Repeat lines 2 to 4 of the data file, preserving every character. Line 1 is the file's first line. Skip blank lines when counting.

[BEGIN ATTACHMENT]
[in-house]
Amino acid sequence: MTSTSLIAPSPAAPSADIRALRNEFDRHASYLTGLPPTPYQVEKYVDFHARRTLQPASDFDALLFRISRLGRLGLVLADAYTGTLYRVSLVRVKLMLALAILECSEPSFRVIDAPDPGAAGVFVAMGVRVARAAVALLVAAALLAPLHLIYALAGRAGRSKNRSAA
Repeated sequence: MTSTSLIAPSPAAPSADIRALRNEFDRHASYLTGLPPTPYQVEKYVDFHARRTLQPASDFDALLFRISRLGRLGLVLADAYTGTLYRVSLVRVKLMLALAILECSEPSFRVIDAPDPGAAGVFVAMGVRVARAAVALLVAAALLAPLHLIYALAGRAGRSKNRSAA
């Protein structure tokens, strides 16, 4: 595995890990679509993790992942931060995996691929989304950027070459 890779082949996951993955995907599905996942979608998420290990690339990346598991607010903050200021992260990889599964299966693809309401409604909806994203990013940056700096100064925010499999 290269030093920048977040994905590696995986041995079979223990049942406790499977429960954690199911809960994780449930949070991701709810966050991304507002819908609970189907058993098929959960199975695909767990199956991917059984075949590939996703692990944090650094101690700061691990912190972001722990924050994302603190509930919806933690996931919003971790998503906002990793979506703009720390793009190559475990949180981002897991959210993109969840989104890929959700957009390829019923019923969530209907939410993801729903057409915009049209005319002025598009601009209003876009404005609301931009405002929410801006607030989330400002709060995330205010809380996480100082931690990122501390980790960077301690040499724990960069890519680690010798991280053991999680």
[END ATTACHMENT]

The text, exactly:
Amino acid sequence: MTSTSLIAPSPAAPSADIRALRNEFDRHASYLTGLPPTPYQVEKYVDFHARRTLQPASDFDALLFRISRLGRLGLVLADAYTGTLYRVSLVRVKLMLALAILECSEPSFRVIDAPDPGAAGVFVAMGVRVARAAVALLVAAALLAPLHLIYALAGRAGRSKNRSAA
Repeated sequence: MTSTSLIAPSPAAPSADIRALRNEFDRHASYLTGLPPTPYQVEKYVDFHARRTLQPASDFDALLFRISRLGRLGLVLADAYTGTLYRVSLVRVKLMLALAILECSEPSFRVIDAPDPGAAGVFVAMGVRVARAAVALLVAAALLAPLHLIYALAGRAGRSKNRSAA
């Protein structure tokens, strides 16, 4: 595995890990679509993790992942931060995996691929989304950027070459 890779082949996951993955995907599905996942979608998420290990690339990346598991607010903050200021992260990889599964299966693809309401409604909806994203990013940056700096100064925010499999 290269030093920048977040994905590696995986041995079979223990049942406790499977429960954690199911809960994780449930949070991701709810966050991304507002819908609970189907058993098929959960199975695909767990199956991917059984075949590939996703692990944090650094101690700061691990912190972001722990924050994302603190509930919806933690996931919003971790998503906002990793979506703009720390793009190559475990949180981002897991959210993109969840989104890929959700957009390829019923019923969530209907939410993801729903057409915009049209005319002025598009601009209003876009404005609301931009405002929410801006607030989330400002709060995330205010809380996480100082931690990122501390980790960077301690040499724990960069890519680690010798991280053991999680």